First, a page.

Wall Street’s top cop has voted in favor of major changes to the way millions of everyday investors buy and sell stocks.
The Securities and Exchange Commission Wednesday proposed a rule that it says would add competition to an unseen — but potentially costly — part of the stock trading system for retail investors. The changes won’t be implemented just yet — a vote in the spring could finalize the rules. But the agency is majority controlled by Democrats and the proposal is expected to be adopted next year.
Today, when you buy or sell a stock on an app, the trade appears to be instantaneous. But beneath that simple buy/sell action is a complex web of Wall Street players exploiting tiny differences in price to rake in huge amounts of cash.
When you tap buy or sell, the broker, such as Robinhood or E*Trade, takes your order to a firm known as a wholesaler or market maker — middlemen firms that are supposed to get you the best price. Wholesalers pay the brokers for the privilege of executing the trades.
That process is known as “payment for order flow.” To support free trading, brokers typically make pennies from wholesalers off each transaction — but those pennies add up, accounting for the bulk of brokerages’ revenues. The SEC said the six largest wholesalers collectively paid retail brokers $235 million in payment for order flow for stock orders in the first quarter of 2022.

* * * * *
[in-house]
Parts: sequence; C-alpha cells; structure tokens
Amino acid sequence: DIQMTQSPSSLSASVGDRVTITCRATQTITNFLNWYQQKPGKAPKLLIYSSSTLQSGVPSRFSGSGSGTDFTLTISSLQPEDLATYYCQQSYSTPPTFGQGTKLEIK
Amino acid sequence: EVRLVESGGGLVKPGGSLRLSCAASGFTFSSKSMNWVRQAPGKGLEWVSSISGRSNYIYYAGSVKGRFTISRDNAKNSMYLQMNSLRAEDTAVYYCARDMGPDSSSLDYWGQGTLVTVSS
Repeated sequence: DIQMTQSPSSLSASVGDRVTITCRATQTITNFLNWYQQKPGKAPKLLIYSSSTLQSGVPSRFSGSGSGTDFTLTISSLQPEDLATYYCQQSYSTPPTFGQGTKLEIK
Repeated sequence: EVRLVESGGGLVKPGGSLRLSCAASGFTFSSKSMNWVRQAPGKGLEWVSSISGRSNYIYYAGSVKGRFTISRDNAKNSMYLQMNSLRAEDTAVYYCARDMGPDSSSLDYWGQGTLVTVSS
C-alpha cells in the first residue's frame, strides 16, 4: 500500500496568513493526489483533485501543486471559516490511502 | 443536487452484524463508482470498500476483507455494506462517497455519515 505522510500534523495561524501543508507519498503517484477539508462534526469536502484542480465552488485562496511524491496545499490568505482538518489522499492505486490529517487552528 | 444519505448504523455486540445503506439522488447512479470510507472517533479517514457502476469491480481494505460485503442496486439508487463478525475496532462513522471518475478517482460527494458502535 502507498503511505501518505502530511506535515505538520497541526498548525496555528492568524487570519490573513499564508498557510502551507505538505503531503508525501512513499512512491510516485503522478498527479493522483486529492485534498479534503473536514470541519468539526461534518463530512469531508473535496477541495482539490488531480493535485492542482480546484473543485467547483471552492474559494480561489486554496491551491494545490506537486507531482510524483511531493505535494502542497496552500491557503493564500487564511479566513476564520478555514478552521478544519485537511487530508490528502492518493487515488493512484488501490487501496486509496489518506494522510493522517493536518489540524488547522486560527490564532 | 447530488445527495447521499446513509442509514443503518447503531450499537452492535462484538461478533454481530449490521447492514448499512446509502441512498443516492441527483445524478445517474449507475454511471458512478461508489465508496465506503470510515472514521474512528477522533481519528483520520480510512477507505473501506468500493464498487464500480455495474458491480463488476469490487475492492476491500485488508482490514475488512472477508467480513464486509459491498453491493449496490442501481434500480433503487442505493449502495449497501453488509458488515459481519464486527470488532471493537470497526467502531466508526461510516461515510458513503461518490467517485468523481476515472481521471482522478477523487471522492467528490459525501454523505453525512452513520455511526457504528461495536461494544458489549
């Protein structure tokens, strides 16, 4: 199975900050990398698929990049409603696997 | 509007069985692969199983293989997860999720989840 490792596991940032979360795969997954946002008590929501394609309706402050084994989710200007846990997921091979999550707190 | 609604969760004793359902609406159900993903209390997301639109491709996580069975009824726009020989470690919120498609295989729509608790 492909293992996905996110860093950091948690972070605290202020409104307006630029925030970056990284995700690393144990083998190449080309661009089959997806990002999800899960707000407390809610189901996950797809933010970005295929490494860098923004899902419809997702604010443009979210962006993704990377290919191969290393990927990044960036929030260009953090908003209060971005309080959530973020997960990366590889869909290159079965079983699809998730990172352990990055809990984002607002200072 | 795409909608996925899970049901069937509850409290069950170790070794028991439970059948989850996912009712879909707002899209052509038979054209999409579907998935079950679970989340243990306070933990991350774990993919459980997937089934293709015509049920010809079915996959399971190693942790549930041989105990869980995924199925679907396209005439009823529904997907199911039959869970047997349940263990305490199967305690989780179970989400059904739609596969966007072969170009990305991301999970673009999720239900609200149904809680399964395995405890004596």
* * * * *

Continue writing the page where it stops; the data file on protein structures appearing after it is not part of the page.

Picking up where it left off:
Payment for order flow has come under intense scrutiny by regulators following the fallout from the January 2021 run-up in meme stocks like GameStop. The SEC notes that wholesalers typically execute trades “without providing any opportunity for other market participants to compete to provide a better price.”
The SEC’s proposed changes would add more competition at the middleman level to ensure retail investors are actually getting the best prices. Orders would be routed into auctions where trading firms would have to compete to execute them.
SEC Chair Gary Gensler has been a longtime critic of the way the current payment for order flow market operates, arguing that it lacks transparency and competition to the detriment of investors.
Gensler and other critics of the process say the brokers and market makers have conflicts of interest, and that payment for order flow hurts everyday investors while amassing huge wealth for Wall Street firms.
“Today’s markets are not as fair and competitive as possible for individual investors — everyday retail investors,” Gensler said. “This is in part because there isn’t a level playing field among different parts of the market: wholesalers, dark pools, and lit exchanges.”
Gensler noted that everyday folks don’t have the same benefits as larger, deeper-pocketed investors who are often able to execute orders at the best price possible.
“The markets have become increasingly hidden from view, especially for individual investors,” Gensler said. “Thus, today’s proposal is designed to bring greater competition in the marketplace for retail market orders.”
– CNN’s Allison Morrow contributed to this report
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